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August 31, 2017

6 Mistakes Couples Make When Planning for Retirement



The idea of having a comfortable and enjoyable retirement with your significant other is something we all dream about, but a large number of couples fail to properly invest or prepare themselves for the financial burden that exiting the workforce brings with it.

Here are six common mistakes that financial advisers suggest you should avoid when planning for retirement.

Failing to go into financial details

Most couples have an idea of what they want retirement to look like, but they don’t go into specifics when it comes to money. It’s important to determine how much they need based on a budget that splits expenses into essential living expenses and extracurricular spending. Experts believe that a millennial will no longer be able to retire with $1 million, with The Street predicting millennials will now need $2 million to retire, per person.

Leaving each other in the dark

Some couples fail to go into their financials at all, leaving each other without an idea of how prepared their partner is for retirement. A NerdWallet study discovered that out of couples with a brokerage account, 43% of them fail to discuss financial decisions with their partner. On top of that, 21% of people don’t know how much their partner has saved up in their retirement account. Setting up weekly dates can help both partners keep tabs of where they’re at financially.

Assuming they don’t need an emergency fund

Having a financial cushion to help you overcome any unforeseen expenses is a common mistake couples make. Money comes and goes, but you can avoid dipping into your retirement account by setting up an emergency fund. Unexpected health problems, home repair and vehicle expenses all happen, and the best way to prepare for them is by having a liquid account containing three to six months worth of expenses.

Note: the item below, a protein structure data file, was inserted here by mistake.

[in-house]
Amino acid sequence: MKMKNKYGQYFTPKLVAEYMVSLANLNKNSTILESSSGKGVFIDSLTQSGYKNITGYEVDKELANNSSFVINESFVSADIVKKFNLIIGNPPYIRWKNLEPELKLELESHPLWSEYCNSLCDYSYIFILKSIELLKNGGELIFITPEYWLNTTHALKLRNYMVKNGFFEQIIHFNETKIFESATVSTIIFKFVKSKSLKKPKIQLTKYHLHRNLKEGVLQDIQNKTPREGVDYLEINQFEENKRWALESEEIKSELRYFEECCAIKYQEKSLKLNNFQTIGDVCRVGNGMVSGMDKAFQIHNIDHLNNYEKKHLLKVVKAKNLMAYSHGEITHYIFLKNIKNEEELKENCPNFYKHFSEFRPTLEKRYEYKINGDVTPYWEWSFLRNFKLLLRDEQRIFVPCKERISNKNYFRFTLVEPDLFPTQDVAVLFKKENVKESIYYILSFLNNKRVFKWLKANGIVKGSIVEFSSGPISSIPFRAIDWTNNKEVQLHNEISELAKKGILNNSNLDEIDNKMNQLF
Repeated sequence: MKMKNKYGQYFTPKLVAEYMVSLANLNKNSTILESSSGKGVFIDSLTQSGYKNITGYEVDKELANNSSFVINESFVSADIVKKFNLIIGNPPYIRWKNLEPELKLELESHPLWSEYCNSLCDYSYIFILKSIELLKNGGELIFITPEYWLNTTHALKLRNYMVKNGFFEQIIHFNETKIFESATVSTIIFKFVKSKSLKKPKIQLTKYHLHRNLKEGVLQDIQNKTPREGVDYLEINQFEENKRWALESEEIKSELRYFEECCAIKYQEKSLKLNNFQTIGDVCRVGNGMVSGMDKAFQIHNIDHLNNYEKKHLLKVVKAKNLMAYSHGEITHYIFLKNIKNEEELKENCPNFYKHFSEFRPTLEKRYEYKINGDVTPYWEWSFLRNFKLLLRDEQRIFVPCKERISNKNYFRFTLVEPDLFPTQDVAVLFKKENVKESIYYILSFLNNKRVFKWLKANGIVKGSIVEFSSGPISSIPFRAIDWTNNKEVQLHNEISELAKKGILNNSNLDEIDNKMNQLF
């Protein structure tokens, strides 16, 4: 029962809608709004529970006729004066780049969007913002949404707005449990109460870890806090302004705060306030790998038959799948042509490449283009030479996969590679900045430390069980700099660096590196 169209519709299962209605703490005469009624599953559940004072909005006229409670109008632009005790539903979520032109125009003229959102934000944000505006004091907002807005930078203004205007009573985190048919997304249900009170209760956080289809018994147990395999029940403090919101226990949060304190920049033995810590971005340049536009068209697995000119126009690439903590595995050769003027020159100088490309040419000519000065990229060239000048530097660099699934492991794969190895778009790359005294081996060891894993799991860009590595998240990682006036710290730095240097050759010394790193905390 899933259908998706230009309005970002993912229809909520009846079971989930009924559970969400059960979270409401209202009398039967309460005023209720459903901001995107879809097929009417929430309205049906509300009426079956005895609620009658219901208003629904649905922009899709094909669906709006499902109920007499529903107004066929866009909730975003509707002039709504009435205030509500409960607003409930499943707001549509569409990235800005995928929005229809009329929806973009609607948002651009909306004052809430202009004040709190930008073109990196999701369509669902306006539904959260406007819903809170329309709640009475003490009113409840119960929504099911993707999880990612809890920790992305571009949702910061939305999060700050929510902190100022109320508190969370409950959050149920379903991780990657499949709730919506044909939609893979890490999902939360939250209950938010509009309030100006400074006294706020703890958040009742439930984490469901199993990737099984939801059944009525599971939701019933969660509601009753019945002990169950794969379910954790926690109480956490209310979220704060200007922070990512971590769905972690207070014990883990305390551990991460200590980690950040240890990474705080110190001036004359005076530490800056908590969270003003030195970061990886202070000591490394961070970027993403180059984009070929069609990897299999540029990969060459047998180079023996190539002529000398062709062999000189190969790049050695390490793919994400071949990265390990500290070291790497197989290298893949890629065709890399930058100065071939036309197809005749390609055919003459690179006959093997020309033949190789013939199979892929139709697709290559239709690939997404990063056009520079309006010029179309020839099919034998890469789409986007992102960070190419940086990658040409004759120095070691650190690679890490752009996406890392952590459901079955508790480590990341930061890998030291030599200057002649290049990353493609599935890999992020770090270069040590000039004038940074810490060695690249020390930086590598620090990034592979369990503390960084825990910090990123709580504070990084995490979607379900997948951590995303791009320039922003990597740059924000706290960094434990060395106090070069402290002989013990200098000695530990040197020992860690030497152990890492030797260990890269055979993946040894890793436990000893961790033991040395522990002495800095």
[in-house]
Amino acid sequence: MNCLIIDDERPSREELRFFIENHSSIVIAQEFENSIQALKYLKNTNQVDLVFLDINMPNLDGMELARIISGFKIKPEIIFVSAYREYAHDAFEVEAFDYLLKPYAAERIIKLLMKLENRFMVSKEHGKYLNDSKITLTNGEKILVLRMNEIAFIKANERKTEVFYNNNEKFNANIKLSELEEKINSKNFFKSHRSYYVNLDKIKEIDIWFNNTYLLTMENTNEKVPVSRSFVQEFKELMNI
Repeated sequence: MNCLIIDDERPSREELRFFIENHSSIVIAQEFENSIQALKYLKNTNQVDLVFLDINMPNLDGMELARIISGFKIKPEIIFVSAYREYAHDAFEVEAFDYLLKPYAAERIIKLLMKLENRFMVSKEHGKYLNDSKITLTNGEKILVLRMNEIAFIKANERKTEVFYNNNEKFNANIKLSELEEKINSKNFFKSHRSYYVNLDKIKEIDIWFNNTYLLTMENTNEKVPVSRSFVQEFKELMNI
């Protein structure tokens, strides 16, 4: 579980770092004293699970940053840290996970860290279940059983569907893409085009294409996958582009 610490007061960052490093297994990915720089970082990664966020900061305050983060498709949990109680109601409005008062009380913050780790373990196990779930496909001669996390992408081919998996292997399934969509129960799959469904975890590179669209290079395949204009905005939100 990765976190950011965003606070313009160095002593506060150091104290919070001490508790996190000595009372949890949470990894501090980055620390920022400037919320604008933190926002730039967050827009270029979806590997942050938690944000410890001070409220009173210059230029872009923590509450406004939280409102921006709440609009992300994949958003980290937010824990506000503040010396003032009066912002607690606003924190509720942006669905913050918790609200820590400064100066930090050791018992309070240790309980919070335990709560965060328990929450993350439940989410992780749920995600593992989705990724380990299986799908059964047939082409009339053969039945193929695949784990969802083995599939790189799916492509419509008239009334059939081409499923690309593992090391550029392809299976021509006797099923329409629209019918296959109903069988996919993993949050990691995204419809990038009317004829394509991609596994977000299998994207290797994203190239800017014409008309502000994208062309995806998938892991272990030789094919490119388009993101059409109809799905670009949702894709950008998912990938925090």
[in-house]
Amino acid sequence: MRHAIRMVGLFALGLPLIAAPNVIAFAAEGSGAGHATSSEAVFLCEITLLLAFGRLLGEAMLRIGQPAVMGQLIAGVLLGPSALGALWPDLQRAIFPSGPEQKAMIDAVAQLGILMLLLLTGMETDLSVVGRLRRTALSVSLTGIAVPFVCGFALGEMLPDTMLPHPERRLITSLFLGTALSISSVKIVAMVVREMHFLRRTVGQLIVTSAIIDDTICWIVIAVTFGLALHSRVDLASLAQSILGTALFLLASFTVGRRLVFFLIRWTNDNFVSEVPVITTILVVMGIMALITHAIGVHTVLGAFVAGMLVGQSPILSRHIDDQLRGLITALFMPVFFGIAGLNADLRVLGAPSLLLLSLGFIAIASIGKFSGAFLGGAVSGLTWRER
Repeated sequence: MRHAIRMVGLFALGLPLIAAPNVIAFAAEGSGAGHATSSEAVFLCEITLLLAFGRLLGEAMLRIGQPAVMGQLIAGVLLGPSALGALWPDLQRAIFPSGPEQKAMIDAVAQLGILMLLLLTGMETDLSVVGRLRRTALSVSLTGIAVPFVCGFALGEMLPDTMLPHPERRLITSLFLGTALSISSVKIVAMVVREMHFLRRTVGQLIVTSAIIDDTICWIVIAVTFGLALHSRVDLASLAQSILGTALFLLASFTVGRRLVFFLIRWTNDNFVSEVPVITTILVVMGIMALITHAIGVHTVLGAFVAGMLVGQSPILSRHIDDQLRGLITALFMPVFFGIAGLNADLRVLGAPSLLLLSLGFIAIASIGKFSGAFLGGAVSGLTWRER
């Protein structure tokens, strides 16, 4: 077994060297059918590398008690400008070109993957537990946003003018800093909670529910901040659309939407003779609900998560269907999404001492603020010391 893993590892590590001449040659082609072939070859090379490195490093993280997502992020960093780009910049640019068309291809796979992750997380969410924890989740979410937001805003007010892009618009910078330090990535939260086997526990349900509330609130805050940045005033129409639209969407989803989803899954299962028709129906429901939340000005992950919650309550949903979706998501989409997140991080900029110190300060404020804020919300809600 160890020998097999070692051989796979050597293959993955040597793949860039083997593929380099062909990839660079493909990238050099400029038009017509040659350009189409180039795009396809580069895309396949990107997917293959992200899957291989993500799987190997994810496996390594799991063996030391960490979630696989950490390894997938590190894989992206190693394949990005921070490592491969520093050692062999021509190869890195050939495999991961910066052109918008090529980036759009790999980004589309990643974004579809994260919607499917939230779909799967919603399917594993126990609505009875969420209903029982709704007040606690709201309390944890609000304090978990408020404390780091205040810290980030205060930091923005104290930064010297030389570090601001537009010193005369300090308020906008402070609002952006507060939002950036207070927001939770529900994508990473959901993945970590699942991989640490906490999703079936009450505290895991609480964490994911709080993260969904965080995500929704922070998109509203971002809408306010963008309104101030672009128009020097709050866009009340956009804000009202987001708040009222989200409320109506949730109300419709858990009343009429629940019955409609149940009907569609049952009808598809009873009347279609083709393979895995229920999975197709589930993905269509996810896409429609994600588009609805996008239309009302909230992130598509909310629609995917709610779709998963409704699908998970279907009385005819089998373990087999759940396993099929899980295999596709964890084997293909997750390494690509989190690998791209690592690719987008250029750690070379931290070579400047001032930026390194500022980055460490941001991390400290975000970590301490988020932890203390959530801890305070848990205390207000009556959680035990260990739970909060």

Immediately buying a retirement home

It’s tempting to buy your dream home as soon as you step out of the workforce, but the wiser move is to either stick with your current home or to downsize. You’ll have to worry about more than just house payments as electric bills, cable bills and property taxes are likely to be higher. Plus, buying a house is not the smartest of investments as its value is not liquid.

Choosing a single-life vs a joint-life pension

A solid pension can help to get you through retirement, but it won’t necessarily do the same for your partner. If one person’s pension is the couple’s main source of income, a joint-life pension will go a longer way than a single-life one. The main difference between the two is that a single-life pension stops once a person dies, meaning the living partner will not reap the benefits of that retirement plan anymore. A joint-life pension passes the fund over to the deceased person’s significant other.

Underestimating post-retirement health care costs

It’s no secret that elderly people experience more health issues than they did in their youth, and many couples are not prepared for how much medical expenses will cost them. HealthView predicts that a 65-year-old couple retiring today will have to spend $404,253 in Medicare premiums, supplemental insurance premiums, dental premiums and out-of-pocket expenses. For a 55-year-old retired couple, that figure is north of $1 million.

Making sense of it all

Inflation and higher health care premiums have the potential to put a damper on your retirement plans. Nevertheless, keeping these sound financial practices in mind and making joint decisions will put both of you on solid ground for the rest of your days.

The views and opinions expressed herein are the author's own, and do not necessarily reflect those of EconMatters.

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